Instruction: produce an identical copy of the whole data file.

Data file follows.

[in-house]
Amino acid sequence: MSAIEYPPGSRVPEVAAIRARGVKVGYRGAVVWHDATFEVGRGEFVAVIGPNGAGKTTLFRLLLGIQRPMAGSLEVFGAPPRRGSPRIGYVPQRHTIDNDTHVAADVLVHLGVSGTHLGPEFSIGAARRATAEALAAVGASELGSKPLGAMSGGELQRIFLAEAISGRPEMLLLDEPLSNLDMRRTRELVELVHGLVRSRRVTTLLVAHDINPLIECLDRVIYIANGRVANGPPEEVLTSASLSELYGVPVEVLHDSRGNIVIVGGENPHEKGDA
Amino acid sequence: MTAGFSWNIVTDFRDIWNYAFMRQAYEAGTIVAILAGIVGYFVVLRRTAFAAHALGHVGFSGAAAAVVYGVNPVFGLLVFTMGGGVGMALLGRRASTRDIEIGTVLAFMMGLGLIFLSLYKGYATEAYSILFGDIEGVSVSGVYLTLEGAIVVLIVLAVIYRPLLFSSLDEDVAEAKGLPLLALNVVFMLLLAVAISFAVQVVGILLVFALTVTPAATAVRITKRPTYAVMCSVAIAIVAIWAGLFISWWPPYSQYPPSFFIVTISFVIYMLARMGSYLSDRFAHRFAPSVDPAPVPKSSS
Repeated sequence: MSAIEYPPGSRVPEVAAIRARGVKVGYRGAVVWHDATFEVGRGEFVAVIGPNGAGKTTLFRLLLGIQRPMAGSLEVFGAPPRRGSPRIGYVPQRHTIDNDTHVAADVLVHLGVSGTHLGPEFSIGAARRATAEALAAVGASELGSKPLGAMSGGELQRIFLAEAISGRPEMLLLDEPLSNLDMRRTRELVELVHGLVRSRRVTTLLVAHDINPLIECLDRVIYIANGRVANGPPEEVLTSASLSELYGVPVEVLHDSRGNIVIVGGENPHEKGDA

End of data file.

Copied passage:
[in-house]
Amino acid sequence: MSAIEYPPGSRVPEVAAIRARGVKVGYRGAVVWHDATFEVGRGEFVAVIGPNGAGKTTLFRLLLGIQRPMAGSLEVFGAPPRRGSPRIGYVPQRHTIDNDTHVAADVLVHLGVSGTHLGPEFSIGAARRATAEALAAVGASELGSKPLGAMSGGELQRIFLAEAISGRPEMLLLDEPLSNLDMRRTRELVELVHGLVRSRRVTTLLVAHDINPLIECLDRVIYIANGRVANGPPEEVLTSASLSELYGVPVEVLHDSRGNIVIVGGENPHEKGDA
Amino acid sequence: MTAGFSWNIVTDFRDIWNYAFMRQAYEAGTIVAILAGIVGYFVVLRRTAFAAHALGHVGFSGAAAAVVYGVNPVFGLLVFTMGGGVGMALLGRRASTRDIEIGTVLAFMMGLGLIFLSLYKGYATEAYSILFGDIEGVSVSGVYLTLEGAIVVLIVLAVIYRPLLFSSLDEDVAEAKGLPLLALNVVFMLLLAVAISFAVQVVGILLVFALTVTPAATAVRITKRPTYAVMCSVAIAIVAIWAGLFISWWPPYSQYPPSFFIVTISFVIYMLARMGSYLSDRFAHRFAPSVDPAPVPKSSS
Repeated sequence: MSAIEYPPGSRVPEVAAIRARGVKVGYRGAVVWHDATFEVGRGEFVAVIGPNGAGKTTLFRLLLGIQRPMAGSLEVFGAPPRRGSPRIGYVPQRHTIDNDTHVAADVLVHLGVSGTHLGPEFSIGAARRATAEALAAVGASELGSKPLGAMSGGELQRIFLAEAISGRPEMLLLDEPLSNLDMRRTRELVELVHGLVRSRRVTTLLVAHDINPLIECLDRVIYIANGRVANGPPEEVLTSASLSELYGVPVEVLHDSRGNIVIVGGENPHEKGDA